Ripple started life in 2004 as RipplePay. The goal of RipplePay was to provide secure and fast financial transactions across the world at lower costs than current payment networks, such as SWIFT.
Originally, RipplePay simply enabled individuals to extend credit lines to friends and family. It also allowed for traditional online payments and payment of online currency. In 2012, a technology company called RippleLabs took over RipplePay and restructured the protocol. This new system included features of a digital cash system through the integration of a new cryptocurrency, XRP.
These events were put into motion in early 2011, when Arthur Britto, Jed McCaleb, and David Schwartz formed a team to work on what we know today as the XRP ledger. This is the blockchain on which the XRP token lives.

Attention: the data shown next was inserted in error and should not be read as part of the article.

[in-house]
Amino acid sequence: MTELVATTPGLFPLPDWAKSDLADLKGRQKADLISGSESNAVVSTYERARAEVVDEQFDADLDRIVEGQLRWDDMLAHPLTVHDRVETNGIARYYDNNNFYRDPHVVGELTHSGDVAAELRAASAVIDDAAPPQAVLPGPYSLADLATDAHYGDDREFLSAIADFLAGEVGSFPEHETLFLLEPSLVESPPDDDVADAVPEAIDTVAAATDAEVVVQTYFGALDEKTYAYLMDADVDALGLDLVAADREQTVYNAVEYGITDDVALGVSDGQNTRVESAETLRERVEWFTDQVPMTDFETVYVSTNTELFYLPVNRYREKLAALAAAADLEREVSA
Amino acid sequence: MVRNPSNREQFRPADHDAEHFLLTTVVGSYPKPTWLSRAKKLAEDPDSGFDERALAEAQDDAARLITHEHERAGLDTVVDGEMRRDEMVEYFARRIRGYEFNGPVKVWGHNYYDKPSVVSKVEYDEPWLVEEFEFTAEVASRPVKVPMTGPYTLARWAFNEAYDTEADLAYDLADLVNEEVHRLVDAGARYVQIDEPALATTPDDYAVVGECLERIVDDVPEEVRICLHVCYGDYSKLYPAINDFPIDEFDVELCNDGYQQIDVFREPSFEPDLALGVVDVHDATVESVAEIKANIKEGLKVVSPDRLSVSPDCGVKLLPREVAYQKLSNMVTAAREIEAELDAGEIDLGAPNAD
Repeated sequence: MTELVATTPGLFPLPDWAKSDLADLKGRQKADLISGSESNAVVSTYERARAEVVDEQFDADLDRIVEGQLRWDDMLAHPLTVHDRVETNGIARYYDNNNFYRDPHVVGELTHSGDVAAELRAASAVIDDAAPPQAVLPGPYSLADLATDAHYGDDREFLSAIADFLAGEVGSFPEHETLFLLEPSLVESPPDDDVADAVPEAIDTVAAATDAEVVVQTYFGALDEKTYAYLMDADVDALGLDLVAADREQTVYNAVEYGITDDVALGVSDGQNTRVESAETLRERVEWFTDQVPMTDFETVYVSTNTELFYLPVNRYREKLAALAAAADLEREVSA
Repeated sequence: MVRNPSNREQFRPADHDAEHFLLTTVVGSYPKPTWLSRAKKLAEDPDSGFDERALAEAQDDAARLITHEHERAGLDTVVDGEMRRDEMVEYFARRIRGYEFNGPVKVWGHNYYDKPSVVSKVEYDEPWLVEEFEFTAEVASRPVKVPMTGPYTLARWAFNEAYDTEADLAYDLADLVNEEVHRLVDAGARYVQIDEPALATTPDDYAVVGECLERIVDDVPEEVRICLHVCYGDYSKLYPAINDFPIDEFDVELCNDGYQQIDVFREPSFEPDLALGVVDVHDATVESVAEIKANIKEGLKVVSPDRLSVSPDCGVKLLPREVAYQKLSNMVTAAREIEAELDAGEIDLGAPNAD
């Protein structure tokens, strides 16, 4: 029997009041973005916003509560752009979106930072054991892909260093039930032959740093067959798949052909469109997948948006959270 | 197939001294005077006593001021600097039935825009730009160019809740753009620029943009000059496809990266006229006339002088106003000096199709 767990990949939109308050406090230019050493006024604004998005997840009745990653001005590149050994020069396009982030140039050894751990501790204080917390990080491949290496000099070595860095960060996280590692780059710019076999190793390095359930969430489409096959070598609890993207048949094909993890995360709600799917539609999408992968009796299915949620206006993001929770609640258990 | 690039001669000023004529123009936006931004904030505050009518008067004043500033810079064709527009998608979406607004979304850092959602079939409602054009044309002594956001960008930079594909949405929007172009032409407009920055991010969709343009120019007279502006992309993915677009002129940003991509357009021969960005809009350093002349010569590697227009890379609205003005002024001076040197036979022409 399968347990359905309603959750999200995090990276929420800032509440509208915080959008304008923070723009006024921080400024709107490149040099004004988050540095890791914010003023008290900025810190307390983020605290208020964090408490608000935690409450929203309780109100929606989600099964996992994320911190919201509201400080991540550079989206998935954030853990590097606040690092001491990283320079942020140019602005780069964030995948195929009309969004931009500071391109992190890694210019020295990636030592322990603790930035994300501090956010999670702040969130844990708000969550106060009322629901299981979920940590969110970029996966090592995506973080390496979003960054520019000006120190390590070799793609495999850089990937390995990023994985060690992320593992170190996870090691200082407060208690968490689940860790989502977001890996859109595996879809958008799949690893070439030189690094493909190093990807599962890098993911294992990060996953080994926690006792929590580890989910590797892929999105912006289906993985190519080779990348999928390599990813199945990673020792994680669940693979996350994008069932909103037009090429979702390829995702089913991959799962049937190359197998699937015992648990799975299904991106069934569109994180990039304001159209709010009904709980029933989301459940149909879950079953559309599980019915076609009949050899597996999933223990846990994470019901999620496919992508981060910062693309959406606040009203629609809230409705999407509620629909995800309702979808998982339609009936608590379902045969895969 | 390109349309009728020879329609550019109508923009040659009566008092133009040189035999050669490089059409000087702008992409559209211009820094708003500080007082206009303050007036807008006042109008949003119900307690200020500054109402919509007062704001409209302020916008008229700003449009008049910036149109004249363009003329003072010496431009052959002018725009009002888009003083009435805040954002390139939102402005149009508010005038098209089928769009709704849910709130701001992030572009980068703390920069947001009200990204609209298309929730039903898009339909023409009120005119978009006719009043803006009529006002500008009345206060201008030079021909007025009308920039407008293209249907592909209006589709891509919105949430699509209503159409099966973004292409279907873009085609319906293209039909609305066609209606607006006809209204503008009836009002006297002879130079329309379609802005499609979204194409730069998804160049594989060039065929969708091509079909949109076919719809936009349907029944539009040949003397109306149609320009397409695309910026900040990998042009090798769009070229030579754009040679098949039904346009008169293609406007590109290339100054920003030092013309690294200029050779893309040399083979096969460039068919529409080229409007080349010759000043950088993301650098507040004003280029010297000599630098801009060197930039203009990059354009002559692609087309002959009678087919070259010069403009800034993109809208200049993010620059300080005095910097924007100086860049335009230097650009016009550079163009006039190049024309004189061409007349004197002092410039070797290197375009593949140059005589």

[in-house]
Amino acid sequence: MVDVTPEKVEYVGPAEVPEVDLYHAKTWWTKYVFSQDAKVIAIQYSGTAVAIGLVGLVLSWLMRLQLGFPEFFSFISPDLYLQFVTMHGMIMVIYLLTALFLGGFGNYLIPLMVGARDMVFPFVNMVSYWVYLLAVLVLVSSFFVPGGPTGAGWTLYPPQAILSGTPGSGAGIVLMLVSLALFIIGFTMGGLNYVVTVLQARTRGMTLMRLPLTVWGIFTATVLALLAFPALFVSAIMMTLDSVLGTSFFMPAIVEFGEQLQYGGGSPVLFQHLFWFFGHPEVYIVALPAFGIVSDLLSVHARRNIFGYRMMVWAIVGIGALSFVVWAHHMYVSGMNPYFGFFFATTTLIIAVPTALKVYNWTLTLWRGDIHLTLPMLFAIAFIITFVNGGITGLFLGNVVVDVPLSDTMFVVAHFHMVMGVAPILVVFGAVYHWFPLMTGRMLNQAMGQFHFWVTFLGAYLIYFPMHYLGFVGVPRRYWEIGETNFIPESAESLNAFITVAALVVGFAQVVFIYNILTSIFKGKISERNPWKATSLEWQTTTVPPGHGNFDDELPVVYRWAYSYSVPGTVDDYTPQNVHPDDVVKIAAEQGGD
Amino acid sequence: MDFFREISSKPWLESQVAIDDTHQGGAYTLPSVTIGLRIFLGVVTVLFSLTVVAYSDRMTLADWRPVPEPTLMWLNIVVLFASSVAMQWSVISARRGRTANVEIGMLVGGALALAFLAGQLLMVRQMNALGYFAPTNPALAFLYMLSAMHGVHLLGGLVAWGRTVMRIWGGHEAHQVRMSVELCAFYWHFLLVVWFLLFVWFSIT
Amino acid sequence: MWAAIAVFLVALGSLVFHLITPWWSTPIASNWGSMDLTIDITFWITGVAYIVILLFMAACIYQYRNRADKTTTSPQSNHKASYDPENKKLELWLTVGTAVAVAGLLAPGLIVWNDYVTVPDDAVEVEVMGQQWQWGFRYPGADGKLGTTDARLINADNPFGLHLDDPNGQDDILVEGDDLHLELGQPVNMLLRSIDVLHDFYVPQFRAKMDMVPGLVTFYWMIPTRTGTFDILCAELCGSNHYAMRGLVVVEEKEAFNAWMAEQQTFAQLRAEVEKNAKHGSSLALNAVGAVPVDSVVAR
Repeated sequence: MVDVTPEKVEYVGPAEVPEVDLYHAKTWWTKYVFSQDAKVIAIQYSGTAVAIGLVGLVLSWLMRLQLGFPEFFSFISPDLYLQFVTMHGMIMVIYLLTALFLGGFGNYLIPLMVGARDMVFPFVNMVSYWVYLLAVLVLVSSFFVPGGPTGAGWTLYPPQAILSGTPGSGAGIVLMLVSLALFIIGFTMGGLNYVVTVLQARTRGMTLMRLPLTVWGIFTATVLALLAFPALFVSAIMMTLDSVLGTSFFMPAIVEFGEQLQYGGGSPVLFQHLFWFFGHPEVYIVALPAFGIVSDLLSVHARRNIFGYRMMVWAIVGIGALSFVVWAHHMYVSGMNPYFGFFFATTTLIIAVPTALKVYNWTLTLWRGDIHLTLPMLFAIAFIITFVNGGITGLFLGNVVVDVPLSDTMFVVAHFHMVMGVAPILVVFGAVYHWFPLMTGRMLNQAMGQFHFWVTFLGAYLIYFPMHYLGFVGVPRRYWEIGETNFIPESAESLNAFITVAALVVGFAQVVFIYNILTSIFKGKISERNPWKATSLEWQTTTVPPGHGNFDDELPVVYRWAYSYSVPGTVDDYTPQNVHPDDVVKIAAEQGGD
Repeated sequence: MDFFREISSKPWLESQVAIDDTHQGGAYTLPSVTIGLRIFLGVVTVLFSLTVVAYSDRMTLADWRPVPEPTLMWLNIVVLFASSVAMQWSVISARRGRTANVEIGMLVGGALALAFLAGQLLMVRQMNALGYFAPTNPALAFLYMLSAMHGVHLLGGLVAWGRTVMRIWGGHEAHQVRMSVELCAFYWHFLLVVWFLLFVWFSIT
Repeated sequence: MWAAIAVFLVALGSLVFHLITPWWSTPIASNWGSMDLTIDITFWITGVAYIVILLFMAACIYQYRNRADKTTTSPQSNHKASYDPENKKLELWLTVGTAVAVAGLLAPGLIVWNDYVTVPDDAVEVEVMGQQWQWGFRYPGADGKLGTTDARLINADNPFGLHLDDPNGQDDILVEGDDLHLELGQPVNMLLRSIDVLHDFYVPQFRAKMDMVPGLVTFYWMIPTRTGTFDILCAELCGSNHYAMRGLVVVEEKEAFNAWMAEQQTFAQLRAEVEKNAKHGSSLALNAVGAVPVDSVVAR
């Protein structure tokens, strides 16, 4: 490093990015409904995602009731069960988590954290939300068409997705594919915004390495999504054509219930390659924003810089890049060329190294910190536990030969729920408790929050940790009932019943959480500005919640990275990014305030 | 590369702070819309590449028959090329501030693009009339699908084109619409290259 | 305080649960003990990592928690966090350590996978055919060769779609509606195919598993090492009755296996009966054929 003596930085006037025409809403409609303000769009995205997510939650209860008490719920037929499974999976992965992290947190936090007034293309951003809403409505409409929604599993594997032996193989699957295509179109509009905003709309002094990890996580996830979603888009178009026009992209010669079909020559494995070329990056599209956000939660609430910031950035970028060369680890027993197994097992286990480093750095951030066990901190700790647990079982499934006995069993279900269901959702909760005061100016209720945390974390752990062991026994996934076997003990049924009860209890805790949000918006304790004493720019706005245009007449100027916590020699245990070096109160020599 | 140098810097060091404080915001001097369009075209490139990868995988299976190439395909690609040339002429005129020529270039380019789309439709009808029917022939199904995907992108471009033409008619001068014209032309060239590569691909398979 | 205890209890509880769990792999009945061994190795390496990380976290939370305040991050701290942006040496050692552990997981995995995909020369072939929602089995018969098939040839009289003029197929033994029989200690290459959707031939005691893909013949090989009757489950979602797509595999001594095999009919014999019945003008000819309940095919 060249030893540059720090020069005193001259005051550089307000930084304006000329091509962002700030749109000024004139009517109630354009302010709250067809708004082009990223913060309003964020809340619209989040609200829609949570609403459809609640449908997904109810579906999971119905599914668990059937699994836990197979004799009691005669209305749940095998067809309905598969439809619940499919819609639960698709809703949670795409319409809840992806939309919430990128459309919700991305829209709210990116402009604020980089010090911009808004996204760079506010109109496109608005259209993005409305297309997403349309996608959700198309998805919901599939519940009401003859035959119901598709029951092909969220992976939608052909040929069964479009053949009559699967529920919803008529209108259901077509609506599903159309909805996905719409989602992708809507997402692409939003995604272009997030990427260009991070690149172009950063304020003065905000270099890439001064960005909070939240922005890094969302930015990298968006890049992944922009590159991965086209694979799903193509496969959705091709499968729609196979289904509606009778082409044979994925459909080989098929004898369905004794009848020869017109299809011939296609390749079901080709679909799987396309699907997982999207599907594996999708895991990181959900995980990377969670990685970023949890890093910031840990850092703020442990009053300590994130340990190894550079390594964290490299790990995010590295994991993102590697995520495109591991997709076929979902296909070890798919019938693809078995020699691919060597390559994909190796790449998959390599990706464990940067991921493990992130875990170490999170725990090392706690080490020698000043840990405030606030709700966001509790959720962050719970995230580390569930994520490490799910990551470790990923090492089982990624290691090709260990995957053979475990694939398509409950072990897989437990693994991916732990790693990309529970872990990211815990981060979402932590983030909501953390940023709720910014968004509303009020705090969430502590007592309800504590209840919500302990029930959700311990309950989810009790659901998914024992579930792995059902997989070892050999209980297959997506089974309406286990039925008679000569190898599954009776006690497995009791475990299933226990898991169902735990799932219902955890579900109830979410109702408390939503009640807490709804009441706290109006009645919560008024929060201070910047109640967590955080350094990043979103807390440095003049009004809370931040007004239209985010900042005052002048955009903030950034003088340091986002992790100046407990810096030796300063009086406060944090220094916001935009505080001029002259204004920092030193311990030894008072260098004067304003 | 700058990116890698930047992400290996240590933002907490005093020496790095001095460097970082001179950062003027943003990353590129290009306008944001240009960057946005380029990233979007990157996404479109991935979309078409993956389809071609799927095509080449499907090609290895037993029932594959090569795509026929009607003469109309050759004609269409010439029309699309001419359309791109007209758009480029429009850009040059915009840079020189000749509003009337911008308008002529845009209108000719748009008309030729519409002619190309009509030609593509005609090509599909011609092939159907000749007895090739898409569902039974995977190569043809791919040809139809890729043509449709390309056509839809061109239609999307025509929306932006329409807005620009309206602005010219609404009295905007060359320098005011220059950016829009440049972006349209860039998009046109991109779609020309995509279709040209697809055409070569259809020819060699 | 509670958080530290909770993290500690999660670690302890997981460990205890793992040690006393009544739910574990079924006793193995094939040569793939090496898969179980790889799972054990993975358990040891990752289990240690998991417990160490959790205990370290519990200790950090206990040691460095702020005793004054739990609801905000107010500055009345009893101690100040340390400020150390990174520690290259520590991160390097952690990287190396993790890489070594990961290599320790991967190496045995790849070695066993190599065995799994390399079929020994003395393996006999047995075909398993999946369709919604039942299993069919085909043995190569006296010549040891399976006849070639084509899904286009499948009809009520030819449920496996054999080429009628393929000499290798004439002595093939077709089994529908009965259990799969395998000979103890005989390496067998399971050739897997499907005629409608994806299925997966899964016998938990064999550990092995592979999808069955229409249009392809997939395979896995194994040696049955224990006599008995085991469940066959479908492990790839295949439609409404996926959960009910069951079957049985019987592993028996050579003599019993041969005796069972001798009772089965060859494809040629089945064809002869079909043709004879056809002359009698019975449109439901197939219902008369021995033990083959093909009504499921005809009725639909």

XRP is an independent digital currency. It is neither owned nor controlled by any one entity or person. It is an open source cryptocurrency and can be used by anyone, including Ripple. The ledger is community-based, which means only users can decide whether it succeeds or fails.
In August 2012, Chris Larsen joined the XRP team, and after this, they approached Ryan Fugger to use their digital currency with his own credit network, Ripple. Fugger agreed to support the new effort, and the team founded a new company known as OpenCoin, with full control of what was previously known as RipplePay.